Ever since LEGO products have been in Asian markets they’ve had to contend with brazen knock-offs, usually coming from China. It was only recently that the brand has received protected status in the People’s Republic, allowing The LEGO Group to crack down on impostor manufacturers, and merchants that sell them.
Lately that hunt for fraudulent LEGO sets in Asia has paid off once more. A counterfeit seller in South Korea, who sold sets from notorious copycat brand Lepin in both a real shop and online, was brought before the Seoul Southern District Court. Here he was slapped with a fine of 10 million South Korean Won (just over $9000). He also received a 10-month prison sentence, though this was suspended.
The defendant was caught by the Korean Ministry of Culture, Sport and Tourism’s Special Judicial Police last year. He was found in possession of 1,348 sets from not only Lepin, but fellow LEGO clones Lele and Sy. The merchant was found guilty in court for these, selling in his store and listing them on online marketplaces; he sold 2,627 knockoffs over the internet in 2017.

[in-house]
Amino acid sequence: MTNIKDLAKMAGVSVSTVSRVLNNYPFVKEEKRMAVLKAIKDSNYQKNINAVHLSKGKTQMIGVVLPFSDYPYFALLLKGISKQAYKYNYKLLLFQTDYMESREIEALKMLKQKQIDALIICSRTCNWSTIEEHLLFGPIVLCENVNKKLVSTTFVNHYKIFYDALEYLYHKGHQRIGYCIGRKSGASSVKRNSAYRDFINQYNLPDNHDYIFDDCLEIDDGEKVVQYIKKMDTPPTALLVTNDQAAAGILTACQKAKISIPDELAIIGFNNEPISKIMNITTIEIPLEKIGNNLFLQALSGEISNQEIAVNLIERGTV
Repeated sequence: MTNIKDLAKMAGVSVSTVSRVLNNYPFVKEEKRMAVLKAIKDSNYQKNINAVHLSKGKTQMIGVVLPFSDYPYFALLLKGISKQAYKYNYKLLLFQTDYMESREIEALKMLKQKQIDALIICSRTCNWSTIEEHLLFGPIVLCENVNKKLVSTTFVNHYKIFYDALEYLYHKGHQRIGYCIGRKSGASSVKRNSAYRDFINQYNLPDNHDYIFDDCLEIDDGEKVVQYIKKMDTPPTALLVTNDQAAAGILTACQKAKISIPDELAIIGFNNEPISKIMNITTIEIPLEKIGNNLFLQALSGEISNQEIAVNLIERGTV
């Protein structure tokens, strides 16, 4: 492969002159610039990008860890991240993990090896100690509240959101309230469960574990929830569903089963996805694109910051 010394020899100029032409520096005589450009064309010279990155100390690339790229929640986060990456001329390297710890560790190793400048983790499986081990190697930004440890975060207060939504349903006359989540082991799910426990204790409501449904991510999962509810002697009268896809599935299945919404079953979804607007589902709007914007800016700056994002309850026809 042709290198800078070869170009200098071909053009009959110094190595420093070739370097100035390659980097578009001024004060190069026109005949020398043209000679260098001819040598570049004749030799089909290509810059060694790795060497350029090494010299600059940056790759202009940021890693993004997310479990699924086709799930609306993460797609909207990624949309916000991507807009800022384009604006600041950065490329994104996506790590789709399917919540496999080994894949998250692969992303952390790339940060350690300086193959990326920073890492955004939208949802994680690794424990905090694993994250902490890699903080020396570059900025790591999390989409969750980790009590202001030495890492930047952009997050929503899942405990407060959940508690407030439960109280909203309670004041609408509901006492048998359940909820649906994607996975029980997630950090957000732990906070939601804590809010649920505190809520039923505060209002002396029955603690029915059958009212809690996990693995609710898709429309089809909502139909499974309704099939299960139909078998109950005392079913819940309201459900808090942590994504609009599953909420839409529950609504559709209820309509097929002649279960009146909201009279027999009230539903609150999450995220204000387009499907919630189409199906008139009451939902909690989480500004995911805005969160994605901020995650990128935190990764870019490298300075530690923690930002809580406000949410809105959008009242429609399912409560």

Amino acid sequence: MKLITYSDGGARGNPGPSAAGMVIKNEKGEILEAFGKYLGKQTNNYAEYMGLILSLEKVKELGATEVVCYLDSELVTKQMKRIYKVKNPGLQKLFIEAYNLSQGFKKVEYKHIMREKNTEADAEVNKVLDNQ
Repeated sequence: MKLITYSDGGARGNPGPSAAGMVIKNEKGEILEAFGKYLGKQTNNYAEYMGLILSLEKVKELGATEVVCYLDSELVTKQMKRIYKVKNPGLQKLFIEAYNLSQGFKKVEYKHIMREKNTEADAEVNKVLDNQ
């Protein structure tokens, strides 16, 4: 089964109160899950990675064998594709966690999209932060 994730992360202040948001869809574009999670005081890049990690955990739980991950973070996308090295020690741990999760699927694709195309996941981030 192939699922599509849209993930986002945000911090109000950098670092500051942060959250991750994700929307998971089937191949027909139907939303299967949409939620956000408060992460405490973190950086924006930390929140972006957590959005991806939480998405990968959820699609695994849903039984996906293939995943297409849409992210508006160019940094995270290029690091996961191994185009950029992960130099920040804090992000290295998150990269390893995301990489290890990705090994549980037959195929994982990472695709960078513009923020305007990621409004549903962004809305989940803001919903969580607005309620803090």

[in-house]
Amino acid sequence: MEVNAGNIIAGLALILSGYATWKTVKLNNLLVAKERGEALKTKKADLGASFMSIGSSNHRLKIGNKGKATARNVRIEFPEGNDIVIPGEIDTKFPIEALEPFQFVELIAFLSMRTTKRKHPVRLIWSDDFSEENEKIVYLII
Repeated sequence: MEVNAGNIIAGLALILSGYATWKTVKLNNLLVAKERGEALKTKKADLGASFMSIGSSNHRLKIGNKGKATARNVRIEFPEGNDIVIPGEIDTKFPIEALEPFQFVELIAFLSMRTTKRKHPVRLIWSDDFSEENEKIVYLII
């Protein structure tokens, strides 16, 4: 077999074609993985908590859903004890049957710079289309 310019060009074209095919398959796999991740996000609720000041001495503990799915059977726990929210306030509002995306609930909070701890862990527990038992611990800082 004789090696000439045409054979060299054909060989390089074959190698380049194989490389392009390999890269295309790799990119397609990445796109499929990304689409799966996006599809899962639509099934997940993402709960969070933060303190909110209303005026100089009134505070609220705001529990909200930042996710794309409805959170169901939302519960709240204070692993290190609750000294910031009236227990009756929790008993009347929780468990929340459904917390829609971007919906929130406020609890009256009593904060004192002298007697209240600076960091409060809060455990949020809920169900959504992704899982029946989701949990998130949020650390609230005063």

LEGO VP Legal Counsel for China and Asia-Pacific Robert Smith was appreciative of the efforts of the South Korean authorities for this successful conviction of a copyright violator for their brand. “We appreciate the South Korean Courts and authorities for taking such a strong stance on intellectual property protection and enforcement,” he said. “We will continue to take action against companies who infringe our copyrights in order to protect the reputation of our much-loved brand.”